Flowers bring joy and beauty to both people and landscapes, regardless of climate zone. Native flowers even grow in the Antarctic, which makes it easy to imagine that some varieties will do well where you live and garden. Native species of wildflowers are a natural addition to your flowerbed, and can contribute to a low maintenance flowerbed. You can purchase bedding plants at your local nursery of such flowers as marigolds, petunias, dahlias, zinnias and many others---or you can try your hand at more unusual varieties by searching seed catalogs and starting them from scratch.
Landscaping Flower Beds
Measure the area you plan to landscape for your flower garden. It needn't be large: an area that is 4 feet wide by 8 feet long is plenty of space for a good number of different flowers. Keep your bed or beds fairly narrow so you can reach into the center to tend and pick your flowers without stepping on the soil.
Plot your planting area on graph paper based on the measurement you made. Allow about one foot between plants. If your bed is 4 by 8 feet in size, you should be able to plant up to 32 plants. This will assist you when you purchase your flowering plants at the nursery or start your seeds.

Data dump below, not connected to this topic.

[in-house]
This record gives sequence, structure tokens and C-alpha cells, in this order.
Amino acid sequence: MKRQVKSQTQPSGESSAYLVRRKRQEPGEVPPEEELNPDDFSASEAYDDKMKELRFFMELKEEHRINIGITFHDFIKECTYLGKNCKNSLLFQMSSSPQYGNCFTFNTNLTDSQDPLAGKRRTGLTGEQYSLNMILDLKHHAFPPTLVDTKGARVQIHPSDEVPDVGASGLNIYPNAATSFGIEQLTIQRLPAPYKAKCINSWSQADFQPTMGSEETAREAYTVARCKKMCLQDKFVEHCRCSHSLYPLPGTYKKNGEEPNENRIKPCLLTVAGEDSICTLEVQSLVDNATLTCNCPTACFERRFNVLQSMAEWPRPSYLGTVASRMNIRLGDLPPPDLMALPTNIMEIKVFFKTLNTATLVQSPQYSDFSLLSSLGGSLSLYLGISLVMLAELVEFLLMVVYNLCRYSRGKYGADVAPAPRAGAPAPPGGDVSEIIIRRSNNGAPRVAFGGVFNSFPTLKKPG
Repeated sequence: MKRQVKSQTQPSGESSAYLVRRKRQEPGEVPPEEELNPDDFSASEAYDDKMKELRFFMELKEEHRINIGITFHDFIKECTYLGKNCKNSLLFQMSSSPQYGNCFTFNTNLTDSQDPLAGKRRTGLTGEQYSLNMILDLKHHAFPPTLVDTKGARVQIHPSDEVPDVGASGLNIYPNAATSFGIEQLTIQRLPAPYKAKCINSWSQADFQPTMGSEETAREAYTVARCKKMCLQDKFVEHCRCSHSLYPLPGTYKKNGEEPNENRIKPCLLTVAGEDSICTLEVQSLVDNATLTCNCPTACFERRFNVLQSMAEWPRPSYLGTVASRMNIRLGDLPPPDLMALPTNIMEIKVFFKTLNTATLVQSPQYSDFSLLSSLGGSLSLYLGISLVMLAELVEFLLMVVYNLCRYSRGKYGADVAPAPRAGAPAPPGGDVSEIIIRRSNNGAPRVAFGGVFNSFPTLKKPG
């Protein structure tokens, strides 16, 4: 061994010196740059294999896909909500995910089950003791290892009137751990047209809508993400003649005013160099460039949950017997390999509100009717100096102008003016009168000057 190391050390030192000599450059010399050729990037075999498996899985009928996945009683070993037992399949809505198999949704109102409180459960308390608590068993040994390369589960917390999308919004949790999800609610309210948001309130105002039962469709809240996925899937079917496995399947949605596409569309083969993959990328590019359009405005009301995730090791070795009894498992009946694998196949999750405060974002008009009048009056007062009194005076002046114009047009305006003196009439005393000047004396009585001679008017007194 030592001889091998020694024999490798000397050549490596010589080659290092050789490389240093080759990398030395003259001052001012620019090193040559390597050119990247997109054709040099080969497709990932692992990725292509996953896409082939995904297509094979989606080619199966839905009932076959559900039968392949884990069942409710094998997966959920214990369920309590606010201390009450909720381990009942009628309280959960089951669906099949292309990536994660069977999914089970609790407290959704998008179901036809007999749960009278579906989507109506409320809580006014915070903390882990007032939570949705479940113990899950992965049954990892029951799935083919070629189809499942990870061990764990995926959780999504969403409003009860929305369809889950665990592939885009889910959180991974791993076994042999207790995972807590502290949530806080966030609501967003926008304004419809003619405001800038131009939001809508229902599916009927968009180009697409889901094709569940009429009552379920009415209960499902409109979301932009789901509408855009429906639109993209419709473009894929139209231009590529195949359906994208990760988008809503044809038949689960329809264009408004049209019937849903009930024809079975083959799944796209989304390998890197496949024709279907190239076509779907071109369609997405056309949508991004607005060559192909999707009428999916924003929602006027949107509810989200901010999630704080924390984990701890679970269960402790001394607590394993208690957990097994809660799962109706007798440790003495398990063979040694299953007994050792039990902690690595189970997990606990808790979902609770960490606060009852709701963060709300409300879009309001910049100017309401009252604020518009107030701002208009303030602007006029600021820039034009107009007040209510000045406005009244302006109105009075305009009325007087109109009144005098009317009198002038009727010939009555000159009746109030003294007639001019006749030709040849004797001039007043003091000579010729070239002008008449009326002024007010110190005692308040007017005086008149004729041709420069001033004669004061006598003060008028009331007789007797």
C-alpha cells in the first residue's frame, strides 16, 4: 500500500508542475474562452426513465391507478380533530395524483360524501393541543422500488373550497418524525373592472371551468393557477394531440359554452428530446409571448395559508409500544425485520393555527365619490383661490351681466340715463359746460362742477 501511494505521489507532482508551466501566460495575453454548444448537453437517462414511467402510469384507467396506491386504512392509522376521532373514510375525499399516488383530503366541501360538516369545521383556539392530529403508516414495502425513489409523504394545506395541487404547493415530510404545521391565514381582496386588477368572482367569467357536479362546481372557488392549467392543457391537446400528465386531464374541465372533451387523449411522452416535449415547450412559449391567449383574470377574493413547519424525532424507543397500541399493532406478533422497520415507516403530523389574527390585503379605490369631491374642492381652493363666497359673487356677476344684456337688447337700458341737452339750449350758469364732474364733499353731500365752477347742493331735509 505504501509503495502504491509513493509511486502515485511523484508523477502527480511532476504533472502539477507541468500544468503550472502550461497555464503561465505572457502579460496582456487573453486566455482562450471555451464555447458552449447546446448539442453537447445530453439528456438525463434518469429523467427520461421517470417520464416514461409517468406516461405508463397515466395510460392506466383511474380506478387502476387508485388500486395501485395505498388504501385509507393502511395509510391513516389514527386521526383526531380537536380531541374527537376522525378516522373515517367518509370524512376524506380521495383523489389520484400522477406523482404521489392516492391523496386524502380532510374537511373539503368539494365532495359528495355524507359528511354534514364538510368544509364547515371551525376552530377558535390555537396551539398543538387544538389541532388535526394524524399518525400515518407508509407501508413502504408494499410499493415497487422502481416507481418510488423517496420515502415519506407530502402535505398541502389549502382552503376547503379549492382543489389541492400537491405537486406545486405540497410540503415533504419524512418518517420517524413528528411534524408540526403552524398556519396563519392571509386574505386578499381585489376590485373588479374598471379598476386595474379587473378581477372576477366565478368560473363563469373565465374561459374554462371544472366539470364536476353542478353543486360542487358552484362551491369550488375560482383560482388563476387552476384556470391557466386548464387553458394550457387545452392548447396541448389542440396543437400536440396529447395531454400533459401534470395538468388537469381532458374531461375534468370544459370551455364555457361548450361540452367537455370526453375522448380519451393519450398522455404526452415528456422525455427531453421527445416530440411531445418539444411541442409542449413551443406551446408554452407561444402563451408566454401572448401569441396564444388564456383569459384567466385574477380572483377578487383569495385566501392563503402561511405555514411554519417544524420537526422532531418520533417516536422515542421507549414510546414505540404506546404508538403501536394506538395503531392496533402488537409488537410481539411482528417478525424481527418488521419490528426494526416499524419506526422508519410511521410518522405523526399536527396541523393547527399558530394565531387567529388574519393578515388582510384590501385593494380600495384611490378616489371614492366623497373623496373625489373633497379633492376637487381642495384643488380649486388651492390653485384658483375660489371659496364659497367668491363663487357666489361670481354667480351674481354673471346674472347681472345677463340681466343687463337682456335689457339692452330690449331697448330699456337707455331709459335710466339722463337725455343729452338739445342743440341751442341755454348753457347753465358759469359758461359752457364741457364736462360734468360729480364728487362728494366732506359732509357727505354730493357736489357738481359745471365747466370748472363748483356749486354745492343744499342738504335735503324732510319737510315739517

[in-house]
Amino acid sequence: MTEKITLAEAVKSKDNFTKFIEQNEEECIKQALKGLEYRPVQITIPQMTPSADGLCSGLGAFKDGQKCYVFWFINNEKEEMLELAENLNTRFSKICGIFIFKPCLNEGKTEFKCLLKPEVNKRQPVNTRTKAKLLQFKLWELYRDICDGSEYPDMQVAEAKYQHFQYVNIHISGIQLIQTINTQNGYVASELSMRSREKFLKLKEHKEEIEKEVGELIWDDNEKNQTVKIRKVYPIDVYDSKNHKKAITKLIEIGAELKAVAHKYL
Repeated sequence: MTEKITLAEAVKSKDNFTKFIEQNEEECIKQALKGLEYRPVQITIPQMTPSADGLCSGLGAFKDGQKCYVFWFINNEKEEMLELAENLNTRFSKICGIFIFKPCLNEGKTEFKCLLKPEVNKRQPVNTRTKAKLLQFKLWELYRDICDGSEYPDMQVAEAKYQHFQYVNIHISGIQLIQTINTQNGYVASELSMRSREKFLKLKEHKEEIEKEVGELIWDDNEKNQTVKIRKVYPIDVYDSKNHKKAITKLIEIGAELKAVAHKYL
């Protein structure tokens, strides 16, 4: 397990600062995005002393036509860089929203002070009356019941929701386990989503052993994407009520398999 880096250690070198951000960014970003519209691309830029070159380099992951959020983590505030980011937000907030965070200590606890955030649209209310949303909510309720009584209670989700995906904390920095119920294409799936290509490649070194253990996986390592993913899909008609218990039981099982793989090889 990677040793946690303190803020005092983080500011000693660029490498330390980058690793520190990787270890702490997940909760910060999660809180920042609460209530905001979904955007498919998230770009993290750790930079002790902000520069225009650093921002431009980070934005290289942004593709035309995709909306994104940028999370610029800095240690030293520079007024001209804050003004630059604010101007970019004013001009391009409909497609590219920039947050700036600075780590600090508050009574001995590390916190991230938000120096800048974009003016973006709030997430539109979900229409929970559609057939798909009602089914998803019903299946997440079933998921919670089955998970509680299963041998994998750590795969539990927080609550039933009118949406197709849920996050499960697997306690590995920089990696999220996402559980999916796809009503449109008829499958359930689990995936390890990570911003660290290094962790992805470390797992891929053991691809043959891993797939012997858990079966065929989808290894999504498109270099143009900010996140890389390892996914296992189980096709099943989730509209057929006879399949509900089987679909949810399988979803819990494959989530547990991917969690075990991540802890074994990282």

Dig a generous amount of compost into your planting area with your shovel, mounding it up to create a slightly raised bed. For an area that is 4 by 8 feet, one 5-gallon bucketful of compost should be sufficient.
Select flowering plants in a variety of colors and heights. If you group similar colored flowers together, they make a bold statement.
Plant taller plants such as delphiniums and foxglove at the rear of your flowerbed. Summer-blooming bulbs such as gladiola also look good behind other, shorter flowers. Plant your petunias, marigolds and other smaller plants toward the front. Zinnias can range in height from several inches to taller varieties, but might be a good choice for the center of your bed. Don't forget wildflowers such as California poppies, penstemon and other flowering plants that are native to your area.